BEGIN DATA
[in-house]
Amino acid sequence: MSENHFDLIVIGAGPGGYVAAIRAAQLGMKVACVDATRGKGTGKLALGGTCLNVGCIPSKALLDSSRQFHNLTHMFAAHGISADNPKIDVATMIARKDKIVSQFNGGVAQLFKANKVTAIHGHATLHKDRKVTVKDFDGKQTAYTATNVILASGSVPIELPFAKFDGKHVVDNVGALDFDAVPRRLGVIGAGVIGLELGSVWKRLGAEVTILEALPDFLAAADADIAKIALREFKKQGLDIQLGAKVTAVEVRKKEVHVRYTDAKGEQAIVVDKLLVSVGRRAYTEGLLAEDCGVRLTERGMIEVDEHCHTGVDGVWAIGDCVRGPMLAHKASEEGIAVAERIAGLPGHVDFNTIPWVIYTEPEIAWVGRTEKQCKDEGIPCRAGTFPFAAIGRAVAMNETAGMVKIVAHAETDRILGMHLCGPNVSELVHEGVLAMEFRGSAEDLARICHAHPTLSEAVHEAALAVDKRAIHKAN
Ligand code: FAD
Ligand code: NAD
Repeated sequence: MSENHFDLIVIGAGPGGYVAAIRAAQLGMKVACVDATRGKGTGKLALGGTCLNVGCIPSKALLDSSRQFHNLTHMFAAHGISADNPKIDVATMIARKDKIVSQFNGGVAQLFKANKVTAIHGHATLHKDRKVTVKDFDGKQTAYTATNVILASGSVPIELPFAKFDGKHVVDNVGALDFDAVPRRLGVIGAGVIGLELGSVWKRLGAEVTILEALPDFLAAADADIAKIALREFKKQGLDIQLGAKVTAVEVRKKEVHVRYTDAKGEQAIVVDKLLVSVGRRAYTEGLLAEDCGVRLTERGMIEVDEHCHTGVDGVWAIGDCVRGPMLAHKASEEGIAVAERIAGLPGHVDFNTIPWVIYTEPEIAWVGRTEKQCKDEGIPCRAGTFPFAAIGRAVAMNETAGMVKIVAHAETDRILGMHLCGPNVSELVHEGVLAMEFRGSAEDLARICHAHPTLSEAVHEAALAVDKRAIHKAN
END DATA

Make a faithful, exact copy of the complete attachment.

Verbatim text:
[in-house]
Amino acid sequence: MSENHFDLIVIGAGPGGYVAAIRAAQLGMKVACVDATRGKGTGKLALGGTCLNVGCIPSKALLDSSRQFHNLTHMFAAHGISADNPKIDVATMIARKDKIVSQFNGGVAQLFKANKVTAIHGHATLHKDRKVTVKDFDGKQTAYTATNVILASGSVPIELPFAKFDGKHVVDNVGALDFDAVPRRLGVIGAGVIGLELGSVWKRLGAEVTILEALPDFLAAADADIAKIALREFKKQGLDIQLGAKVTAVEVRKKEVHVRYTDAKGEQAIVVDKLLVSVGRRAYTEGLLAEDCGVRLTERGMIEVDEHCHTGVDGVWAIGDCVRGPMLAHKASEEGIAVAERIAGLPGHVDFNTIPWVIYTEPEIAWVGRTEKQCKDEGIPCRAGTFPFAAIGRAVAMNETAGMVKIVAHAETDRILGMHLCGPNVSELVHEGVLAMEFRGSAEDLARICHAHPTLSEAVHEAALAVDKRAIHKAN
Ligand code: FAD
Ligand code: NAD
Repeated sequence: MSENHFDLIVIGAGPGGYVAAIRAAQLGMKVACVDATRGKGTGKLALGGTCLNVGCIPSKALLDSSRQFHNLTHMFAAHGISADNPKIDVATMIARKDKIVSQFNGGVAQLFKANKVTAIHGHATLHKDRKVTVKDFDGKQTAYTATNVILASGSVPIELPFAKFDGKHVVDNVGALDFDAVPRRLGVIGAGVIGLELGSVWKRLGAEVTILEALPDFLAAADADIAKIALREFKKQGLDIQLGAKVTAVEVRKKEVHVRYTDAKGEQAIVVDKLLVSVGRRAYTEGLLAEDCGVRLTERGMIEVDEHCHTGVDGVWAIGDCVRGPMLAHKASEEGIAVAERIAGLPGHVDFNTIPWVIYTEPEIAWVGRTEKQCKDEGIPCRAGTFPFAAIGRAVAMNETAGMVKIVAHAETDRILGMHLCGPNVSELVHEGVLAMEFRGSAEDLARICHAHPTLSEAVHEAALAVDKRAIHKAN